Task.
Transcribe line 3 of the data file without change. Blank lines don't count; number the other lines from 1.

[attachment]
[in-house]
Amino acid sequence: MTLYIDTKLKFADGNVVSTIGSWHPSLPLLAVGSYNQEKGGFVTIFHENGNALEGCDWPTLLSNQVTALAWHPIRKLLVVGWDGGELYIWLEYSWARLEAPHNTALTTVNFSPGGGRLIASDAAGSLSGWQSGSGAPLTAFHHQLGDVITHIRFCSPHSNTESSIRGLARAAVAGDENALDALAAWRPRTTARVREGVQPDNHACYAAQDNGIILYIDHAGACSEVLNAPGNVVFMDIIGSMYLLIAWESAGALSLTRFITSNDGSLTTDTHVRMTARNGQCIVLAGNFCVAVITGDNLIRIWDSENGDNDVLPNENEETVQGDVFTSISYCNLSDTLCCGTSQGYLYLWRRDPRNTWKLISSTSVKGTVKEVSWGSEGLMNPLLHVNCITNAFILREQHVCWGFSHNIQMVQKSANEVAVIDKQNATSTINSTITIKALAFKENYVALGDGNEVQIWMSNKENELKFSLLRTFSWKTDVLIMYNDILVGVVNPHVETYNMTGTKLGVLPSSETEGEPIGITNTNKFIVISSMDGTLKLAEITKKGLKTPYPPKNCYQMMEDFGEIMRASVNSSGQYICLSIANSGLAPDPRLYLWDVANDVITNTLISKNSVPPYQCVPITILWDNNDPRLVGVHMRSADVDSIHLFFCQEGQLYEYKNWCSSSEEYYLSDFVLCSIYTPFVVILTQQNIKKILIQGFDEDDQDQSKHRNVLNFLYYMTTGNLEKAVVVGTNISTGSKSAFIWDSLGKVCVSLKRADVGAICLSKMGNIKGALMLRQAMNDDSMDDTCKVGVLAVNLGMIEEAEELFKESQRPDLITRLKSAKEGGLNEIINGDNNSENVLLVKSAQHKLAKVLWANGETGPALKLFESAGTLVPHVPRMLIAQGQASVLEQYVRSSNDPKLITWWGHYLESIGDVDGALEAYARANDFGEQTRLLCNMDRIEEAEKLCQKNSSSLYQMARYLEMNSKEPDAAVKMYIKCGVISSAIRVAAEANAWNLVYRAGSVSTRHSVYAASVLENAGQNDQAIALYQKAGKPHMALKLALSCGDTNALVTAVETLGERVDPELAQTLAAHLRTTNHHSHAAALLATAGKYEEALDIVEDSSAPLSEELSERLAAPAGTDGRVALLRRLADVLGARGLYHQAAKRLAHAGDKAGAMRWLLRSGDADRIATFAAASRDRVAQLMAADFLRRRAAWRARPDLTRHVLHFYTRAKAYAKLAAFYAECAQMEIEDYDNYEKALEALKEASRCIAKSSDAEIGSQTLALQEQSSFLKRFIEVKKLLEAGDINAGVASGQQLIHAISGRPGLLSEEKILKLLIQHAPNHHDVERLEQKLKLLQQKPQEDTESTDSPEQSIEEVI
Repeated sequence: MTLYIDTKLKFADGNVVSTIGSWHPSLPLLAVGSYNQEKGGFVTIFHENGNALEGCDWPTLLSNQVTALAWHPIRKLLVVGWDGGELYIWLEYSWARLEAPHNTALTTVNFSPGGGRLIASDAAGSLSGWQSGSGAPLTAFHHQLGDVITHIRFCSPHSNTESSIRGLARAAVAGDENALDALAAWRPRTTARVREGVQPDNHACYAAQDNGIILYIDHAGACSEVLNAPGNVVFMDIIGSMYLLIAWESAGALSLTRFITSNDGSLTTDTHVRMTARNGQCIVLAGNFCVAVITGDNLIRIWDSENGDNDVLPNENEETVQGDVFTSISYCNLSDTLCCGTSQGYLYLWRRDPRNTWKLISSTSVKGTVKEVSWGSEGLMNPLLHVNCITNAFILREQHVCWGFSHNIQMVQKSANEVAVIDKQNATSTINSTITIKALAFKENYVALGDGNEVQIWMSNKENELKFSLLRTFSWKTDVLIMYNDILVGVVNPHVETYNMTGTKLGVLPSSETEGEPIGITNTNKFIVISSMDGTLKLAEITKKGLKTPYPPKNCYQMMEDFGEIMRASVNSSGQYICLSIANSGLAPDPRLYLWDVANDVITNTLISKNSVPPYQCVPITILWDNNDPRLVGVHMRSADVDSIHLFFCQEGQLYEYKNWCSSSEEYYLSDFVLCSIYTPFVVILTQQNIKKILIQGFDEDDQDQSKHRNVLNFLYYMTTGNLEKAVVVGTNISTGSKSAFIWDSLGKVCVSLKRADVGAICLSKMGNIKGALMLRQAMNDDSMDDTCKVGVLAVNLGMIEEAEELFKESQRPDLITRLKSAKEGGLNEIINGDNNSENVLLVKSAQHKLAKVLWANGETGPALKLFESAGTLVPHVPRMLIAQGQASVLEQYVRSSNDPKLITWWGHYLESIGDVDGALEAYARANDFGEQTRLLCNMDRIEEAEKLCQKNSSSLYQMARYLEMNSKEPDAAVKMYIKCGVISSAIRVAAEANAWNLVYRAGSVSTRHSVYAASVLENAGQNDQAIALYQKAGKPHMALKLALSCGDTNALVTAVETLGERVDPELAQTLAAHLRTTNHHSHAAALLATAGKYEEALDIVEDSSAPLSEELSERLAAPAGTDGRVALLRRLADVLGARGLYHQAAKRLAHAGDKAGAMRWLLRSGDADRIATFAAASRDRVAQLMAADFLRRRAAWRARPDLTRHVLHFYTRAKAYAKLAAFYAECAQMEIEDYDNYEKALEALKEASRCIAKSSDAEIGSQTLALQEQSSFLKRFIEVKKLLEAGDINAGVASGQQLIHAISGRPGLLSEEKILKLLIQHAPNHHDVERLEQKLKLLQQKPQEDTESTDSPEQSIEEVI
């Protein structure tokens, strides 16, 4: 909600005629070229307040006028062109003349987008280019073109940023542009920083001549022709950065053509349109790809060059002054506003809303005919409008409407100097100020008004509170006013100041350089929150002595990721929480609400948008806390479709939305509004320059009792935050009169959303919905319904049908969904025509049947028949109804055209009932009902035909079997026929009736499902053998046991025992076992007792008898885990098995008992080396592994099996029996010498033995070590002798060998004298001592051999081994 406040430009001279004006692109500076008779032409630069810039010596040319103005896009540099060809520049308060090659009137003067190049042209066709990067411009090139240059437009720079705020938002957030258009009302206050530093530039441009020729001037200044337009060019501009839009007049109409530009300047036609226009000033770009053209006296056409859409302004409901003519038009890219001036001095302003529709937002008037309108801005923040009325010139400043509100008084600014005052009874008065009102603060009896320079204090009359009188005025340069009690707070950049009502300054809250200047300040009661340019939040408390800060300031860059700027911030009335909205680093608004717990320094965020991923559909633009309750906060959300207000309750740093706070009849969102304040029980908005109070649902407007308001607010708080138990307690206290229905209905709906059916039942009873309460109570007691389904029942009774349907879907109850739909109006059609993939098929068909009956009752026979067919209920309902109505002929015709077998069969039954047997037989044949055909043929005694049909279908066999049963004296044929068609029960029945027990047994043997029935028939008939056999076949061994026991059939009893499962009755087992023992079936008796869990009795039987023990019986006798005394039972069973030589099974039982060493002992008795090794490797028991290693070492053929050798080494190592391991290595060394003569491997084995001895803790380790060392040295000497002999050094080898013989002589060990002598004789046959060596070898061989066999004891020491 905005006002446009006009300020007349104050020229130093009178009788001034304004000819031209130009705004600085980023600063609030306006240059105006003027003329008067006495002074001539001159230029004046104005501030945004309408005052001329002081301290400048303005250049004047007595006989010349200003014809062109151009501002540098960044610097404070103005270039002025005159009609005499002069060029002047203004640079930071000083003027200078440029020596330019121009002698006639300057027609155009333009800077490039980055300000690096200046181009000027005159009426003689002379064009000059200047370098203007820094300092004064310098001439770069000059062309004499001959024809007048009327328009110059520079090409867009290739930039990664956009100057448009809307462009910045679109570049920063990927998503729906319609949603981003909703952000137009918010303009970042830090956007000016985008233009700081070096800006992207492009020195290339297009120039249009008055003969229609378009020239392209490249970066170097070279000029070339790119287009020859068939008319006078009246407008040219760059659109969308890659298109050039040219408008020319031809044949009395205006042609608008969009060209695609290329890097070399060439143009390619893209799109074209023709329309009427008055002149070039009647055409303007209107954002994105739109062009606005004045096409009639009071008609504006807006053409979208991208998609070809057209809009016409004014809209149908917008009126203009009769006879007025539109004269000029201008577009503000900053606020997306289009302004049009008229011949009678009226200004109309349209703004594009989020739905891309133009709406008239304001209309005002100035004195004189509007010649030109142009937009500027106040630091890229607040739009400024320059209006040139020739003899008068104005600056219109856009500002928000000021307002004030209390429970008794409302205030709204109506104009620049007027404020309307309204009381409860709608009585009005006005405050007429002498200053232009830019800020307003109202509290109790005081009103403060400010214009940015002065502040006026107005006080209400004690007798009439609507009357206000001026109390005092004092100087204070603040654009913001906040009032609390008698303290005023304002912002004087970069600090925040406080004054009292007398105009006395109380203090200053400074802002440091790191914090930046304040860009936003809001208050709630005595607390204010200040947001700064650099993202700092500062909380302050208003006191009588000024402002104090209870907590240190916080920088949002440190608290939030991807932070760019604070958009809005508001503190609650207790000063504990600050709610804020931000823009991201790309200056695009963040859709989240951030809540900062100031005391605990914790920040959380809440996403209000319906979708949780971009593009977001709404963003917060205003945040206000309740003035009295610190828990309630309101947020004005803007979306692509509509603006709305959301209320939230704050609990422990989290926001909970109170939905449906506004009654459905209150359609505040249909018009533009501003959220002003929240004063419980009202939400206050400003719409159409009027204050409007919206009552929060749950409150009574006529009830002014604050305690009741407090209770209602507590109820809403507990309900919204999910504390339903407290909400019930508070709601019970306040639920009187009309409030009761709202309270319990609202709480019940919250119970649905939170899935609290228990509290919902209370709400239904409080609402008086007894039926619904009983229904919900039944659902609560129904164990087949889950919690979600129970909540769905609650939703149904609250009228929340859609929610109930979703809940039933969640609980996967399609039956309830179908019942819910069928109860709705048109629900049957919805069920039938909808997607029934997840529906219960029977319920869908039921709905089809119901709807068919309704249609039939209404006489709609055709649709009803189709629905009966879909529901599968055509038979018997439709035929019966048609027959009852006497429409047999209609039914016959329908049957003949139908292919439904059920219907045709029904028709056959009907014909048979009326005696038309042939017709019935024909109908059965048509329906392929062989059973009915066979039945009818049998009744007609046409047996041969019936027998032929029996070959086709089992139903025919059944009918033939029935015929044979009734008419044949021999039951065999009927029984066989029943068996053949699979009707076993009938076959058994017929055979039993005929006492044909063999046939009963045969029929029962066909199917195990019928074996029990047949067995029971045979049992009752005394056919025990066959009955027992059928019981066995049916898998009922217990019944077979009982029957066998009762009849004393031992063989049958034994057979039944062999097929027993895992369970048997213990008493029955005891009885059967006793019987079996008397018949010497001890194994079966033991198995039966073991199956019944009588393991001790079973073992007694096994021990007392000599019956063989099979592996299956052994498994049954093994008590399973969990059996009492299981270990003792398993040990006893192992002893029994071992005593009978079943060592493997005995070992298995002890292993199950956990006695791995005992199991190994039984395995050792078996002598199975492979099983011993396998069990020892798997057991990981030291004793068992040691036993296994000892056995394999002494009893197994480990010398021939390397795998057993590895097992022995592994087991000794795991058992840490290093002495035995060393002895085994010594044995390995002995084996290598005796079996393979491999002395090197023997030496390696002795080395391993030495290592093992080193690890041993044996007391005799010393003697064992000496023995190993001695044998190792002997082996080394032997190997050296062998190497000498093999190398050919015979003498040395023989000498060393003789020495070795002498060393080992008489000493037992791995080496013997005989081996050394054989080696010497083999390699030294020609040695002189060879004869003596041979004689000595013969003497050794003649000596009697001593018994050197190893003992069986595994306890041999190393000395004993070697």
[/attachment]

Repeated sequence: MTLYIDTKLKFADGNVVSTIGSWHPSLPLLAVGSYNQEKGGFVTIFHENGNALEGCDWPTLLSNQVTALAWHPIRKLLVVGWDGGELYIWLEYSWARLEAPHNTALTTVNFSPGGGRLIASDAAGSLSGWQSGSGAPLTAFHHQLGDVITHIRFCSPHSNTESSIRGLARAAVAGDENALDALAAWRPRTTARVREGVQPDNHACYAAQDNGIILYIDHAGACSEVLNAPGNVVFMDIIGSMYLLIAWESAGALSLTRFITSNDGSLTTDTHVRMTARNGQCIVLAGNFCVAVITGDNLIRIWDSENGDNDVLPNENEETVQGDVFTSISYCNLSDTLCCGTSQGYLYLWRRDPRNTWKLISSTSVKGTVKEVSWGSEGLMNPLLHVNCITNAFILREQHVCWGFSHNIQMVQKSANEVAVIDKQNATSTINSTITIKALAFKENYVALGDGNEVQIWMSNKENELKFSLLRTFSWKTDVLIMYNDILVGVVNPHVETYNMTGTKLGVLPSSETEGEPIGITNTNKFIVISSMDGTLKLAEITKKGLKTPYPPKNCYQMMEDFGEIMRASVNSSGQYICLSIANSGLAPDPRLYLWDVANDVITNTLISKNSVPPYQCVPITILWDNNDPRLVGVHMRSADVDSIHLFFCQEGQLYEYKNWCSSSEEYYLSDFVLCSIYTPFVVILTQQNIKKILIQGFDEDDQDQSKHRNVLNFLYYMTTGNLEKAVVVGTNISTGSKSAFIWDSLGKVCVSLKRADVGAICLSKMGNIKGALMLRQAMNDDSMDDTCKVGVLAVNLGMIEEAEELFKESQRPDLITRLKSAKEGGLNEIINGDNNSENVLLVKSAQHKLAKVLWANGETGPALKLFESAGTLVPHVPRMLIAQGQASVLEQYVRSSNDPKLITWWGHYLESIGDVDGALEAYARANDFGEQTRLLCNMDRIEEAEKLCQKNSSSLYQMARYLEMNSKEPDAAVKMYIKCGVISSAIRVAAEANAWNLVYRAGSVSTRHSVYAASVLENAGQNDQAIALYQKAGKPHMALKLALSCGDTNALVTAVETLGERVDPELAQTLAAHLRTTNHHSHAAALLATAGKYEEALDIVEDSSAPLSEELSERLAAPAGTDGRVALLRRLADVLGARGLYHQAAKRLAHAGDKAGAMRWLLRSGDADRIATFAAASRDRVAQLMAADFLRRRAAWRARPDLTRHVLHFYTRAKAYAKLAAFYAECAQMEIEDYDNYEKALEALKEASRCIAKSSDAEIGSQTLALQEQSSFLKRFIEVKKLLEAGDINAGVASGQQLIHAISGRPGLLSEEKILKLLIQHAPNHHDVERLEQKLKLLQQKPQEDTESTDSPEQSIEEVI